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Should Young Children Be Exposed to Television and Computer? Research Paper Example

Pages: 6

Words: 1518

Research Paper

Introduction

While children are growing into their more mature years of childhood, it is evident that they shall first undergo the formative years of their lives. Most often than not, the scope of this time in the lives of the young children involve intense curiosity of knowing how things work around them. Part of satisfying that curiosity includes exploration and experimentation. It is innate among kids to find fun if not crazy ways of getting to understand how things work. Trying to be independent as they could, these young learners hope to discover matters on their own. This is the proper nature of early education. Simple exploration activities that involve outdoor interaction with the things that they are interested in specifically stimulates the brain to function. It is then essential that youngsters be involved in such practices hence creating a more conducive environment of learning for them as they grow into a more complex world of structured later in the years that shall follow their maturity. True, children deserve to learn the best way that they could and in the manner that their brains could perceive the best of its function.

This is the reason why it is very important that parents and early childhood educators see to it that they are able to provide the brain stimulation that these young learners need. It is essential that they create a more convincing process that would entice the young ones explore further thus creating a better environment for discovery among these young thinkers. Could it be that television and computer be the primary additional elements that could improve the attention and interest of these youngsters? The debate over this matter continues to be questioned between researchers and child education experts. This is the reason why for this discussion, a focus upon the core understanding that poses how much impact computer and television really have on the thinking of young children aged two to three years as well as preschool learners aged four to six. Exploring how they respond to the said elements of electronic-based programming, this paper hopes to convince parents as well as educators to establish a balanced and practical view of these elements of modern media and how much they are supposed to be involved in creating a more refined environment of learning for young children.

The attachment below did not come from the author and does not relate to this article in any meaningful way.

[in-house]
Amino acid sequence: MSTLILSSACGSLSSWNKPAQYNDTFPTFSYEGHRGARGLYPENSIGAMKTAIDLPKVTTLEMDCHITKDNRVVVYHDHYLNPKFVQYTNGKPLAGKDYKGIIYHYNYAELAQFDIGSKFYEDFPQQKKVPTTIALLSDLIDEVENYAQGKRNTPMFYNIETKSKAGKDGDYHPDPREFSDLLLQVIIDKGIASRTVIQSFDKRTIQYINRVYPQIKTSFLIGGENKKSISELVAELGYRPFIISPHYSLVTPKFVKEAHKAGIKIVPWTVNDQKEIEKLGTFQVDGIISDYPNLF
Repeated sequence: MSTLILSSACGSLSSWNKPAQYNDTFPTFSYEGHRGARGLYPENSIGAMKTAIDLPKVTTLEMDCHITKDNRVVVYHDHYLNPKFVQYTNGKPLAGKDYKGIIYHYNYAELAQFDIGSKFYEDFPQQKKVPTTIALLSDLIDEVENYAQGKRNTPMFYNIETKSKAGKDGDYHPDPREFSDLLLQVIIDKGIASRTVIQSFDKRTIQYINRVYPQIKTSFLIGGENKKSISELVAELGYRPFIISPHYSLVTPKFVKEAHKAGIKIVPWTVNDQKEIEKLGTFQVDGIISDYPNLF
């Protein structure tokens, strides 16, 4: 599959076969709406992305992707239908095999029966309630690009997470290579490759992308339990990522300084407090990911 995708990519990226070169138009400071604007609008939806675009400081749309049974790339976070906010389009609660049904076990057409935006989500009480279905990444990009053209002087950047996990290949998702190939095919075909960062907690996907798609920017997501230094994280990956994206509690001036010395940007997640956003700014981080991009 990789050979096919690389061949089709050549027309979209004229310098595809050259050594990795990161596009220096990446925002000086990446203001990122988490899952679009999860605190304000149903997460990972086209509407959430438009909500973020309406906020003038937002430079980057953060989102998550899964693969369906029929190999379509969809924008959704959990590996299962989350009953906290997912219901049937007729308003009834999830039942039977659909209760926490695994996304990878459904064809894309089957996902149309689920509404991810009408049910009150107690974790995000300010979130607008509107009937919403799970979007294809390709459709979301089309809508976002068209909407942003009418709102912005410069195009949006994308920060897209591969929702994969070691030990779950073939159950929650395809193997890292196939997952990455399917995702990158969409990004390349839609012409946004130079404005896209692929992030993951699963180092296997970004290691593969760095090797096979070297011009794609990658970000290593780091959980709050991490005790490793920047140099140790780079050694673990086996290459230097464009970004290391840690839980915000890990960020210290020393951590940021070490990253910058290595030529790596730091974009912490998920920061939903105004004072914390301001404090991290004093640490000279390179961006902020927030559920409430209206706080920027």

Reason of Exposition

While there are some who truly understand the pros of television programming as well as computer-defined learning creations played by young children, very few give attention to the cons of the matter. Considerably, the reason behind this is the fact that many among the parents who are born to the most recent generations believe in the power of technology and its capability to stimulate interest. Given that there are several advancements in the society at present involving technological inventions [of which includes both television and computers] they find it not harmful at all to involve young ones into the system at an early age, after all, it is the makeup of the society that these modern children are to grow into.

Notably though, experts say differently about the matter. In fact, as Calvert (2003) points it out, television programming [whether educational or not] presents so much visual stimulation (34) that does not only exercise the mind but also provides a sense of understanding to the youngster regarding the images that he sees on screen. Nevertheless, too much visual stimulation through images blocks the capability of the mind to create its own picture out of what a child understands through imagination. This then stagnates the possibility of improving the creative aspect of thinking of a young learner.

What of computers? There are some computer-programs that are created to provide learning to children as young as two years of age. Complete with easy-to-follow instructions and colourful presentations, these programs often create a homey experience for a young individual to learn. Nevertheless, as noted earlier, it is believed [and confirmed] that young children learn more from unstructured education. This means that they get more from being explorative and curious of the things they see around them. Why even just holding soil at the palm of their hands create so much stimulation that helps them use their mind or their thinking ability to identify what they are dealing with. Could this be provided through newly created computer-based programs? Practically, no. Shapiro and Nager (1999) introduce a more refined definition on how computers directly impact the thinking ability of young children aged two to three. They impose in their study that it has been found through evidential research that children who are exposed to utilization of computer programs at an early age are pushed to follow and obey instructions rather than explore on their own. As a result, these children develop to be simply waiting for what is to be served in front of them [even in education] hence creating a dependent way of learning that often does not help in the process of a child’s development. Understandably, it is pointed out that while computer aims to aid, it usually entails the creation of issues that convey problems on the learning process of the young ones as they undergo the process of development. Believably, it could be noted through this section of literary proofs that experts impose on the idea that computer and television use at the right age with the right limit would help in refining the thinking capabilities of children, however without the application of proper control and discernment of the parents, such an approach to improved learning shall become a hindrance towards the proper development of the young learner.